A New Year’s resolution for TriMet

I recently tweeted a Willamette Week article by Katie Shepherd that reported the fine for fare evasion on TriMet is being reduced from $175 to just $75. This reminder of the policy shift that House Bill 2777 will bring prompted me to point out that the article made no mention of an increased frequency of fare inspections.

That prompted TriMet to reply:

As they explore their options, I wonder if TriMet’s planners understand the mathematics behind this fee reduction. To merely maintain the same level of deterrence against fare evasion, TriMet will have no choice but to increase its inspection frequency.

The basic calculation is rather elementary. The strategy of fare inspecting should be to make the riders’ expected savings from fare evasion be zero. That condition is found in the following equation:

(Probability of getting caught) x (the cost of the penalty) = (price of fare)

We get an inspection rate of around 1% when we plug in the current numbers where the average fare price is $1.50 and the fine is $175:

(Rate of inspection) x $175 = $1.50

Now lower the fee to a mere $75:

(Rate of inspection) x $75 = $1.50 ⇒

(Rate of inspection) = $1.50/$75 = .02 = 2%

This drop in fine will thus essentially double the required inspection rate. That will be mighty costly. Is TriMet prepared for this? Was this tweet an oblique vow to a New Year’s resolution about getting serious about keeping the free riders from crowding out their duly paid customers?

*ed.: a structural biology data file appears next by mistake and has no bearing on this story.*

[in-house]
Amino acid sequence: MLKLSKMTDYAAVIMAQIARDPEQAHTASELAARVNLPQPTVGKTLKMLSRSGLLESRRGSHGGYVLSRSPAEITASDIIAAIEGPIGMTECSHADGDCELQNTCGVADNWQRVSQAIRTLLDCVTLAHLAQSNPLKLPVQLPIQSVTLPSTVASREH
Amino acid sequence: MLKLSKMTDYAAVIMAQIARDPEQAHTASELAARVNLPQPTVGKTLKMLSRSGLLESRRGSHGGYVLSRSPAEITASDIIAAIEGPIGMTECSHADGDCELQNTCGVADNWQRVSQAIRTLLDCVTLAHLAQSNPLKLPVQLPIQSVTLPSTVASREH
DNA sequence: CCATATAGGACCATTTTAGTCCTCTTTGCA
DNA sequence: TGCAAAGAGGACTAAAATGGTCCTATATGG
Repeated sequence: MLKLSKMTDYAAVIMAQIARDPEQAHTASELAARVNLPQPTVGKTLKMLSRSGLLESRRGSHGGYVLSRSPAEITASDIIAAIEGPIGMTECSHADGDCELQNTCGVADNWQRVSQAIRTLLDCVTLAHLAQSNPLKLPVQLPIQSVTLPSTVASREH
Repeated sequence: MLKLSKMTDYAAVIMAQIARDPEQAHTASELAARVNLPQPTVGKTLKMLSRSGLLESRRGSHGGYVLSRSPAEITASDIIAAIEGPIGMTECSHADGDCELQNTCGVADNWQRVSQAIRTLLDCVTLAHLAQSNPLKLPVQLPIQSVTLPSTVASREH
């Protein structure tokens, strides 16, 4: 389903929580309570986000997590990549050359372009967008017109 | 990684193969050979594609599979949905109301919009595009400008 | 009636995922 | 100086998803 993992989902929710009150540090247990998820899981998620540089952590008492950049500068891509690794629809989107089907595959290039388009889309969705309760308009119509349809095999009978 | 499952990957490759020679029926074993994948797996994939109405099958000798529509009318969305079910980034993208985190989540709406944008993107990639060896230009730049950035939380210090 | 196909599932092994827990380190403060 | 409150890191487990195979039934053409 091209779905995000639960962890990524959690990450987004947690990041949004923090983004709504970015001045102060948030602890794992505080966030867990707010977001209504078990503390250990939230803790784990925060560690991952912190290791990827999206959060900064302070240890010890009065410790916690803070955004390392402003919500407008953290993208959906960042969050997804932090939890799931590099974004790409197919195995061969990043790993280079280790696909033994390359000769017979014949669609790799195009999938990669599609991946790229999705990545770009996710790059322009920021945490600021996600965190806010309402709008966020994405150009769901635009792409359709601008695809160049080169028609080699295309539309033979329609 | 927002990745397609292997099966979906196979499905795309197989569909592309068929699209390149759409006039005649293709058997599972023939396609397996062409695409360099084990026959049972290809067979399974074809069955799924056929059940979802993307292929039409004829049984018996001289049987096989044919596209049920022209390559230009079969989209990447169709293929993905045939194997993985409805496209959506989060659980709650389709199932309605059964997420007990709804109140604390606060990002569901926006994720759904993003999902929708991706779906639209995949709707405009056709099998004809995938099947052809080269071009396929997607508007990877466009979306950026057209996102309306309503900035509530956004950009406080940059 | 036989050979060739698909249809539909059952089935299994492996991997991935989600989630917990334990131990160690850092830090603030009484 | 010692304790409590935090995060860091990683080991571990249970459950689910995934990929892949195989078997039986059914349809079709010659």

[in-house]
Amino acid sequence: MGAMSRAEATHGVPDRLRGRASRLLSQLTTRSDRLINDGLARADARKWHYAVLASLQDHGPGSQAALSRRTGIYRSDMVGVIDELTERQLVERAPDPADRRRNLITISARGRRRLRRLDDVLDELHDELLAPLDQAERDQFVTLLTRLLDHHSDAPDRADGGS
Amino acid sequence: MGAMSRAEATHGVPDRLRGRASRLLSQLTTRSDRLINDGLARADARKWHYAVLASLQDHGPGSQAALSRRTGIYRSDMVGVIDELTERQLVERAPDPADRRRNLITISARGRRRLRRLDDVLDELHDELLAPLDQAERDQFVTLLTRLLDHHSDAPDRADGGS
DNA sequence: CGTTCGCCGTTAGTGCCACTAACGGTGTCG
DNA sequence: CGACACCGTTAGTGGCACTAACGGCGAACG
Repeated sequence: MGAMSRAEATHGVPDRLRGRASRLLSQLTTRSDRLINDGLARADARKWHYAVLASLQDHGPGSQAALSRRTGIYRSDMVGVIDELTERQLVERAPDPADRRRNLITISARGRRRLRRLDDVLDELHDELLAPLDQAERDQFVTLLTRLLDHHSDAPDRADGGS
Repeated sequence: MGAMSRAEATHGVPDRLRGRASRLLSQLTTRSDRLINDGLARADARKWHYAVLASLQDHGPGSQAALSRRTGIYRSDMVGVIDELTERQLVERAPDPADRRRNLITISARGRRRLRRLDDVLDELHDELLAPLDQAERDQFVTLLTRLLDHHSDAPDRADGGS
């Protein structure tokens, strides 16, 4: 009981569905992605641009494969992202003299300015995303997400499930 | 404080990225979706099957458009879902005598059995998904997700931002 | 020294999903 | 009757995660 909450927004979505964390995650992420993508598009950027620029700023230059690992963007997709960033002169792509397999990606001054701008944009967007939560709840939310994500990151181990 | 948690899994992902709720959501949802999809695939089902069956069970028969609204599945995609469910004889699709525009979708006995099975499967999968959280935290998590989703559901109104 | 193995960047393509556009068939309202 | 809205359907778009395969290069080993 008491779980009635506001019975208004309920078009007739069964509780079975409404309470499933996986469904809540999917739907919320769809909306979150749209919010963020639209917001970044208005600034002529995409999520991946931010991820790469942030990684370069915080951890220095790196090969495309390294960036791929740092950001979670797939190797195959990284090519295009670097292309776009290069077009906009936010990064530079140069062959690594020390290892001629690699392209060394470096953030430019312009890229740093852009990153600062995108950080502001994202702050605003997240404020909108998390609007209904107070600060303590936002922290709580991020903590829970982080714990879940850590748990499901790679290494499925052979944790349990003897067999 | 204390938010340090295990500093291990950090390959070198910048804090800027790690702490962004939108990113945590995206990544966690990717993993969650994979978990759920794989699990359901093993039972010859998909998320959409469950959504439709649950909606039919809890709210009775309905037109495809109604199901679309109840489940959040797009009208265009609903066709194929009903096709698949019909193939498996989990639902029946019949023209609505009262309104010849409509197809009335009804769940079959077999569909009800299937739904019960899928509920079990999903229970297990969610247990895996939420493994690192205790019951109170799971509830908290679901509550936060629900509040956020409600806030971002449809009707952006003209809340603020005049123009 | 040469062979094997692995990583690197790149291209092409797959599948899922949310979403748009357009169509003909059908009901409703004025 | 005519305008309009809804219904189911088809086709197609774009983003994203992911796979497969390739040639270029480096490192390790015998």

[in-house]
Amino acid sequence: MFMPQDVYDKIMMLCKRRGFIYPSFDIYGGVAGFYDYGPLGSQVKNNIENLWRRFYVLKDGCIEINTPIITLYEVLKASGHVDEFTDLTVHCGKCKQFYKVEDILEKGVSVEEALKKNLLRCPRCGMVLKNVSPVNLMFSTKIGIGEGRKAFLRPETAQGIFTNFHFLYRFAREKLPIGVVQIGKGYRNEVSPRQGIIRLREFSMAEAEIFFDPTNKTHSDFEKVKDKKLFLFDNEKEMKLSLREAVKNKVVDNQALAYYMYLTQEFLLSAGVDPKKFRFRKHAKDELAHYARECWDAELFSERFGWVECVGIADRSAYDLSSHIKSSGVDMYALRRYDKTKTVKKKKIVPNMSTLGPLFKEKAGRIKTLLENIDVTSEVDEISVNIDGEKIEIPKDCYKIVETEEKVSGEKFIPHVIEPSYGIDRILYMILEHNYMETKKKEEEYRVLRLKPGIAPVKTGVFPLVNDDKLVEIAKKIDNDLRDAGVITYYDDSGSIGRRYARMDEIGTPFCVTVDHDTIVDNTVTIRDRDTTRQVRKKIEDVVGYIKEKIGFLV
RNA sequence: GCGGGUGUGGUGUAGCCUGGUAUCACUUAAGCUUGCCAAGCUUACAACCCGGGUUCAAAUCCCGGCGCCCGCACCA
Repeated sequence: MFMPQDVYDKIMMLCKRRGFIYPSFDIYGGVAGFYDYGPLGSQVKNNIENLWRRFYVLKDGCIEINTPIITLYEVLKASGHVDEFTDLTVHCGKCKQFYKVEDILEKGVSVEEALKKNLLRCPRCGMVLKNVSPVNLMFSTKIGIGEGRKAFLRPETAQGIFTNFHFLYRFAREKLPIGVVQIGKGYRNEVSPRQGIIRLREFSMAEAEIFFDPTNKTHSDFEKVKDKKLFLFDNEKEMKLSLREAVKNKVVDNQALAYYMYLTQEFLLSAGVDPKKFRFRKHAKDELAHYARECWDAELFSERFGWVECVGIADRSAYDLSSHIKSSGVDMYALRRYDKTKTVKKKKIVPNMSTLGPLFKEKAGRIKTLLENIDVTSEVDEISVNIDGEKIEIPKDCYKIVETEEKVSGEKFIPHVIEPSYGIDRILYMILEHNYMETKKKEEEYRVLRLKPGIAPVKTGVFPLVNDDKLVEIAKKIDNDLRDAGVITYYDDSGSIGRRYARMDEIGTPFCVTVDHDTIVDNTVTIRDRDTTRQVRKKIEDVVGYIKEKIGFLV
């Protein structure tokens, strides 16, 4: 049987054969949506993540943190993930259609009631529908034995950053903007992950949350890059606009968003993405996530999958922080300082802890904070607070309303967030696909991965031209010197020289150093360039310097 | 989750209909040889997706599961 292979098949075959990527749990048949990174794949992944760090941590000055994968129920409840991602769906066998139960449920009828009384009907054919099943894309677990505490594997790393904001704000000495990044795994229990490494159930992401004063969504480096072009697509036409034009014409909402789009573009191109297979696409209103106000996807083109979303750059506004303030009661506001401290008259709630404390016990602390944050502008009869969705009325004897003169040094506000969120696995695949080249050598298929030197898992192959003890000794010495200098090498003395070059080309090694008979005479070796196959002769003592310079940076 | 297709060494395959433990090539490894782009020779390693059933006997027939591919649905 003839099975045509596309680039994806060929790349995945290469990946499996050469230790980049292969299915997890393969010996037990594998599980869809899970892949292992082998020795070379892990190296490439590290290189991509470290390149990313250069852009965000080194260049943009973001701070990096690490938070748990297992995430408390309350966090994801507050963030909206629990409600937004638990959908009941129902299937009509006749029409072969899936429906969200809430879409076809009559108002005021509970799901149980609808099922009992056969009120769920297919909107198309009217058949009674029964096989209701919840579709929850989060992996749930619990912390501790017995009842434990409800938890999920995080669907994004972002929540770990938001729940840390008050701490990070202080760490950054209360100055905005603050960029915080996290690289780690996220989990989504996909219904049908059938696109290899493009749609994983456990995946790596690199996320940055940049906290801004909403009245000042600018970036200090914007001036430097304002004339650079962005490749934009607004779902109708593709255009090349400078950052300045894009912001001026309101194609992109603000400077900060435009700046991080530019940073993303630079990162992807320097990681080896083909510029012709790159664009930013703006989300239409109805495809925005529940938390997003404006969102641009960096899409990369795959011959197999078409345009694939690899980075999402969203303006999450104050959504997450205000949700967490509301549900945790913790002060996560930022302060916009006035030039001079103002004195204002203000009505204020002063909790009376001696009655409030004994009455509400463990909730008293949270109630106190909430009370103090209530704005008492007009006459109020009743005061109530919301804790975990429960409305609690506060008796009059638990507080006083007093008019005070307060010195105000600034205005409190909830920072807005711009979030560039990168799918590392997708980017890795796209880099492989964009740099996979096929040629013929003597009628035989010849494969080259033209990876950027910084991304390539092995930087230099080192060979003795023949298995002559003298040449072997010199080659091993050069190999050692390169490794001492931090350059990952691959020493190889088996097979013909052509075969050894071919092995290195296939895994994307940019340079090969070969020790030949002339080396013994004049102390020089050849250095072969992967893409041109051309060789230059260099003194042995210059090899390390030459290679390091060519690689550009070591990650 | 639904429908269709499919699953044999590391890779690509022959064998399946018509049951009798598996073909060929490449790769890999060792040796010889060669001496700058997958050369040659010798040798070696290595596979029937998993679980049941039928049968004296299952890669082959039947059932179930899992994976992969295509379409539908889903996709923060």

Eric Shierman lives in Salem and is the author of A Brief History of Political Cultural Change. You can follow him on Twitter here.  

 

 

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  • Bob Clark

    I read where one of the ideas for fines is community service, instead of the $75. This should be fun to see how ineffective such fine in stopping fare evasion on light rail (Buses have drivers which detter fare evasion more effectively).
    Then too, if you can get the Honored Citizen card (by having maybe your doctor say you have disability) then you don’t even need to worry about Fare Evasion because one proposal has you just showing your $10 Honored Citizen card and being left off from fines altogether.
    Most hours of the day buses and light rail run mostly empty. The marginal cost, given TriMet’s fixed schedule mentality and parameters, of providing a ride for the next passenger is probably zero. So, fines might be diurnal as should be the fare itself.
    TriMet for its own longevity needs to take on the Uber/Lyft pricing and supply model. The fixed line, fixed schedule thing is pretty outmoded.

  • Press Release

    Because farebox revenue is such a small percentage of the dollars needed to actually provide the service, ensuring everyone pays is probably way down the list of priorities at Tri-Met. Their lobbying operation, which maintains the massive revenue from their dedicated payroll tax, is mission critical. When farebox revenue comes up short, they just ask permission from the Democrat-controlled Legislature to increase their take from the salaries of the Portland area’s working people. Simpler and much less expensive to Tri-Met.